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Phenotypic and Molecular Analysis of Antibiotic Resistance in Lactobacilli of Poultry Origin from Lahore, Pakistan
 
Nabea Saleem1, *Muhammad Nawaz1, Aamir Ghafoor2, Aqeel Javeed3, Amina Mustafa1, Muhammad Rizwan Yousuf4 and Imran Khan1
 
1Department of Microbiology; 2University Diagnostic Lab; 3Department of Pharmacology; 4Department of Theriogenology, University of Veterinary and Animal Sciences, Lahore, Pakistan
*Corresponding author: muhammad.nawaz@uvas.edu.pk
 

Abstract   

Acquired antibiotic resistance in lactobacilli poses a significant threat to public health. This study presents phenotypic and molecular analysis of antibiotic resistance in lactobacilli of poultry gut origin. A total of 105 Lactobacillus spp. isolates including 59 from indigenous and 46 from commercial poultry were recovered. Lactobacilli were identified by genus specific polymerase chain reaction (PCR) targeting 16SrDNA-23S rDNA inter-spacer region. Minimum inhibitory concentrations of different antibiotics were determined by broth micro dilution method. Antibiotic resistance genes for erythromycin [erm(B)] and tetracycline [tet(M)] were amplified by PCR and sequenced for homology analysis. Antibiotic resistance against cephradine (67.39% vs 55.93%), cefuroxime (100% vs 77.96%), erythromycin (86.95% vs 38.98%), tetracycline (41.30% vs 32.2%), ciprofloxacin (91.30% vs 84.74%), levofloxacin (97.82% vs 81.35%) and ofloxacin (95.65% vs 88.13%) were comparatively higher in lactobacilli of commercial poultry origin as compared to indigenous poultry. Resistance against ampicillin was slightly higher in back yard (49.15%) as compared to commercial poultry (43.47%). Overall, a high level resistance against cefuroxime (87.61%), levofloxacin (88.57%), ofloxacin (91.42%), ciprofloxacin (87.61%), and moderate level resistance against cephradine (60.95%), ampicillin (46.66%), tetracycline (36.19%) and erythromycin (60%) was observed. Erythromycin and tetracycline resistant genes [erm (B), and tet(M), respectively] were successfully amplified from phenotypically resistant lactobacilli. Sequencing analysis revealed that erm(B) gene had >99% similarity with erm(B) gene of Enterococcus faecium while tet(M) had >99% similarity with tet(M) of E. coli. It is concluded that lactobacilli of poultry gut origin contain acquired antibiotic resistance and its transmission to other bacterial strains is a significant threat to public health.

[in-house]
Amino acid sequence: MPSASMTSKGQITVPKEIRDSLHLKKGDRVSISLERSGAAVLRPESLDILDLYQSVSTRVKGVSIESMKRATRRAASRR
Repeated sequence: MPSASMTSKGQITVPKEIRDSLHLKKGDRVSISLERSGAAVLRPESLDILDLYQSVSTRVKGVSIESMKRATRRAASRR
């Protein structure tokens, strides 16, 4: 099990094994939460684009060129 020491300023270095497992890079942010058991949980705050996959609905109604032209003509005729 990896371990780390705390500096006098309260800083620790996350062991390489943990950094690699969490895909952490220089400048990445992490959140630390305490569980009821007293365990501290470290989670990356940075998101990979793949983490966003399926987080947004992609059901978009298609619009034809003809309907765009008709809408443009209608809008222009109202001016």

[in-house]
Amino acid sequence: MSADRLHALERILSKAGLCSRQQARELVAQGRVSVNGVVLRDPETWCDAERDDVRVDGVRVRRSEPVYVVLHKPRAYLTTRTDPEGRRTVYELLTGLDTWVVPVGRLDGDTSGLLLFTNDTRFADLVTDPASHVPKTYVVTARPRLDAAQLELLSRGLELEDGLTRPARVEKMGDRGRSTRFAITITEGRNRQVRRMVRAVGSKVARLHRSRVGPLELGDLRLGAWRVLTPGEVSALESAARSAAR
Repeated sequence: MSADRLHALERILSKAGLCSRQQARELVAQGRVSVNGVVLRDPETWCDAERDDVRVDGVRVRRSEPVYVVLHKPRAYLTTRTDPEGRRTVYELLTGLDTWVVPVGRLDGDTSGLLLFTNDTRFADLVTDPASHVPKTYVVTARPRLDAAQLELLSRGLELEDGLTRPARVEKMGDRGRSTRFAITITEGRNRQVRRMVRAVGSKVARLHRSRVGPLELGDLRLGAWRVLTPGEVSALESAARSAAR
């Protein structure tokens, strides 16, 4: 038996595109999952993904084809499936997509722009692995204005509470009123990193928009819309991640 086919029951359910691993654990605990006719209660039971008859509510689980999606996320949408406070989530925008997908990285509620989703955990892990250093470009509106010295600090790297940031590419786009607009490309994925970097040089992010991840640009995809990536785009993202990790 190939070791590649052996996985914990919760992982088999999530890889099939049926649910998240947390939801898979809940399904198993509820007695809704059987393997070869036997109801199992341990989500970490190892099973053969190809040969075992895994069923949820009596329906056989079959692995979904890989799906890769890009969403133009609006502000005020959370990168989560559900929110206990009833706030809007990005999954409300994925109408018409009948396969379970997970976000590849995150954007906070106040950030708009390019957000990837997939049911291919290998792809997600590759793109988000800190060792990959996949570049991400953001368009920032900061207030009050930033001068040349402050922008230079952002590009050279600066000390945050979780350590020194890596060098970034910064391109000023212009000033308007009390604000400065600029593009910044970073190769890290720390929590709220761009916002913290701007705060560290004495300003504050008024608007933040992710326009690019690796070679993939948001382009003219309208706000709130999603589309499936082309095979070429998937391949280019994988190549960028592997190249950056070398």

To Cite This Article: Saleem N, Nawaz M, Ghafoor A, Javeed A, Mustafa A, Yousuf MR and Khan I, 2018. Phenotypic and molecular analysis of antibiotic resistance in lactobacilli of poultry origin from Lahore, Pakistan. Pak Vet J. http://dx.doi.org/10.29261/pakvetj/2018.084

 
   

ISSN 0253-8318 (Print)
ISSN 2074-7764 (Online)



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